So, the issue remains of the camps getting placement and tickets for workers who are being paid to be at BM to build and support these PnP camps. There is also the even larger issue of companies profiting from providing these all-inclusive vacation packages to their customers and fees being collected by BLM and Burning Man for airport privileges and who knows what else.

        So, yes, thank you for listening to the not-so-privileged Burner about our concerns for upholding the 10 Principles. We love our neighborhood and are accustomed to feeling welcomed by all camps around us but this corner of PnP was a bad fit for us. As a 10-year burner, I can certainly appreciate that things change and this still was one of my best Burns ever, but I hope you will continue to keep these profiteers from stomping on our beautiful culture and principles. Thank you.

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  • Mark johnson says:

    Whoever thought we’d use the term “intellectual property “and burningman in the same sentence?

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  • Dr. Baron von Realz esq. says:

    The video is funny as hell.. An unnamed sandwich chain has exposed the soft underbelly of burning man and used our own tools of humor and sharp wit against us… Well played unnamed sandwich chain … well played. Now we should use the corporate tools against them unleash the lawyers.

    Peace
    Dr. Baron von Realz esq.

    )'(
    Less sherpa’s more minions
    – Dr. Baron von Realz esq.

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  • Kiki Kaboodle says:

    How anyone would want to defend the actions of multinational corporate food and beverage chains is beyond me? Call Burning Man a sell out all you like, but look at who they are; a small group of workers who put in long hours to make sure people have a nice time at an event that is not overwhelmed by corporate advertising. They are not perfect and they don’t always get it right, but I’d sooner spend my time helping Burning Man than sit in a sandwich shop.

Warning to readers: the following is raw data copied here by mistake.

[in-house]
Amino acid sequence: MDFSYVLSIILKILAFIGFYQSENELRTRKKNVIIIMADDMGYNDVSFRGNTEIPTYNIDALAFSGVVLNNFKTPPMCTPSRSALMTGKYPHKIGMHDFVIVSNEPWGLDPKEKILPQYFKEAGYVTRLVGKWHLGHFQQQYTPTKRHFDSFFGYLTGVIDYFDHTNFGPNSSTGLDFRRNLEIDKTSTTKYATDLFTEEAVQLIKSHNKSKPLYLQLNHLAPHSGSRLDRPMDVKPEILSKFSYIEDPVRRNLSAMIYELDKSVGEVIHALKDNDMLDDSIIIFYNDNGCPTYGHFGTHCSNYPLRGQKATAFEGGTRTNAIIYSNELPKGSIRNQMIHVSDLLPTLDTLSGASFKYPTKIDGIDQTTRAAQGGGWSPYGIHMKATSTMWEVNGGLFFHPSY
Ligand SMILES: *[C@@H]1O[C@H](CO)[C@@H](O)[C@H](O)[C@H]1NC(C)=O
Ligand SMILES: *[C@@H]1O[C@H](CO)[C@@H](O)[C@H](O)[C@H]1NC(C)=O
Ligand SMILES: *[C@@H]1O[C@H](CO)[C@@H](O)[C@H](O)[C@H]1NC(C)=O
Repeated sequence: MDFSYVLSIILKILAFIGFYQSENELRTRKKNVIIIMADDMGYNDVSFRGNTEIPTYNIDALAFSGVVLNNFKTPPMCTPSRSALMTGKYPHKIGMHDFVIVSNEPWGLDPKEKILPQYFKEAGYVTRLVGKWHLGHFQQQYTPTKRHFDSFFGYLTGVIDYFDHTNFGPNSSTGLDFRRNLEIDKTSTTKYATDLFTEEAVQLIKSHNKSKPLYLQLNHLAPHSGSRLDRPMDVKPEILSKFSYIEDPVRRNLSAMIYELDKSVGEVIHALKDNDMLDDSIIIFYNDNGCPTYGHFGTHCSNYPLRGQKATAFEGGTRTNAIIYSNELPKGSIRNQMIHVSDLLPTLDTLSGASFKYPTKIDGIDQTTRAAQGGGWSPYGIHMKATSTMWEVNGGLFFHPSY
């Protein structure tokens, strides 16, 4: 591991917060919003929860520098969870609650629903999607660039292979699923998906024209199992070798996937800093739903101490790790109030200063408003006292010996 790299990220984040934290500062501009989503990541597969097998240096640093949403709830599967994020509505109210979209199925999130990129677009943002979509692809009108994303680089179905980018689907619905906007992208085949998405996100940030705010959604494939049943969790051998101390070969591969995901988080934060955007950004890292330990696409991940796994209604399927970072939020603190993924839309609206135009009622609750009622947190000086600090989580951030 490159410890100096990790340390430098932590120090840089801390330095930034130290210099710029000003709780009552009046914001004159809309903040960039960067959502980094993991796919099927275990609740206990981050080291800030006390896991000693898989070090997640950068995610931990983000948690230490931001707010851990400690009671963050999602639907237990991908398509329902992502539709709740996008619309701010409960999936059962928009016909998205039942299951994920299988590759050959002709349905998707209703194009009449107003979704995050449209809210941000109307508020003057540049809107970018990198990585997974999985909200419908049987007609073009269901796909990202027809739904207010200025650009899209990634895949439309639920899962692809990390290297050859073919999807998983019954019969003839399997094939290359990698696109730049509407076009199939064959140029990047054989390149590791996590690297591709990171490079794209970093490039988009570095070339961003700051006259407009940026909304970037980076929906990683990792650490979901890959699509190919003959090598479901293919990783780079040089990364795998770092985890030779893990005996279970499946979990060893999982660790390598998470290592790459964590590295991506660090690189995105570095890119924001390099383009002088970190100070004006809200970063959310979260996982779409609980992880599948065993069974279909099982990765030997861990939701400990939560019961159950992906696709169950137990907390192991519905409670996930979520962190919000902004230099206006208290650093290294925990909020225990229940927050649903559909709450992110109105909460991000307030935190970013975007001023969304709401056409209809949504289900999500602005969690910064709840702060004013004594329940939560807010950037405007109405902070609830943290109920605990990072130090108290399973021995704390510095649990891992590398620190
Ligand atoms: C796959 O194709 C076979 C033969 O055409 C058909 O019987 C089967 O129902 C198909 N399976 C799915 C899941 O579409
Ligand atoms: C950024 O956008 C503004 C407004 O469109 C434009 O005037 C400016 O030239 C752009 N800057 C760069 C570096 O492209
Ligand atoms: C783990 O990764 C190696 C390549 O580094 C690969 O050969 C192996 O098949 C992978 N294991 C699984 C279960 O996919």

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  • Spock the Cow says:

    I’m a 9-year burner who takes the 10 Principles seriously. So I definitely agree with BMOrg’s feeling that the Quiznos viral marketing video is distasteful because it violates our decommodification principle. I also agree that the video is hilarious. But I don’t believe BMOrg would win an action for takedown.

    The two possible actions BMOrg can bring are copyright infringement and trademark infringement. The trademark infringement claim would, I think, be decided on the basis of whether there is likelihood of consumer confusion about BMOrg selling Quiznos sandwiches. For burners, I think there is no likelihood of such confusion. I suppose someone who has never attended Burning Man might possibly be confused…but that seems like a stretch.